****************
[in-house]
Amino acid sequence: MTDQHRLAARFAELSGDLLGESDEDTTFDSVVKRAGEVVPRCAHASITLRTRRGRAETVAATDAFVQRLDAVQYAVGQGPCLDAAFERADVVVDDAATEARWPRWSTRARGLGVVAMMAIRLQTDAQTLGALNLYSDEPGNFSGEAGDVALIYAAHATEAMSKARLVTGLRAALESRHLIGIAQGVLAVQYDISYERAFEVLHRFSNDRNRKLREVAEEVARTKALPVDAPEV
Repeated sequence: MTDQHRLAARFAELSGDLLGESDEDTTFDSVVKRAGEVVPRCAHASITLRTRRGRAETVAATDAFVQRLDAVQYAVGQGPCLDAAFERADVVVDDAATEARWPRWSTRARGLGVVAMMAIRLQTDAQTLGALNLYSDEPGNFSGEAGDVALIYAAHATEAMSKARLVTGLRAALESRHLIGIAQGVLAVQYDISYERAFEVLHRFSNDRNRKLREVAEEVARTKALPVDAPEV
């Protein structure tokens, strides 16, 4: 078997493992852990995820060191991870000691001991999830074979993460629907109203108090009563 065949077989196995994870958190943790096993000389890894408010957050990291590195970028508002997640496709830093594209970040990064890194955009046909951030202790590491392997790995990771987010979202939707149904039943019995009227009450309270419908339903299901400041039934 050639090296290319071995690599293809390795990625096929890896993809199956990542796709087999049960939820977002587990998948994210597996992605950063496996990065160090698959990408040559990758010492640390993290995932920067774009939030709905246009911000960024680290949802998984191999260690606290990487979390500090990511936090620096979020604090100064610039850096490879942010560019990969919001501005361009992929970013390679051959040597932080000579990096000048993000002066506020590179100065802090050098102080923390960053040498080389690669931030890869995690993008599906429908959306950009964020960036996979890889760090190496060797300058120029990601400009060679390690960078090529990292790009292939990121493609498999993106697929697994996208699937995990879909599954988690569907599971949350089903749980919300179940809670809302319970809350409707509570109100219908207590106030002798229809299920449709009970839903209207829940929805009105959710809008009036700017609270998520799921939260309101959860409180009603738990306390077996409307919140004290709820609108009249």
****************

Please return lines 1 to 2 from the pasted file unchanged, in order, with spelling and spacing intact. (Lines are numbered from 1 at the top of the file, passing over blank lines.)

[in-house]
Amino acid sequence: MTDQHRLAARFAELSGDLLGESDEDTTFDSVVKRAGEVVPRCAHASITLRTRRGRAETVAATDAFVQRLDAVQYAVGQGPCLDAAFERADVVVDDAATEARWPRWSTRARGLGVVAMMAIRLQTDAQTLGALNLYSDEPGNFSGEAGDVALIYAAHATEAMSKARLVTGLRAALESRHLIGIAQGVLAVQYDISYERAFEVLHRFSNDRNRKLREVAEEVARTKALPVDAPEV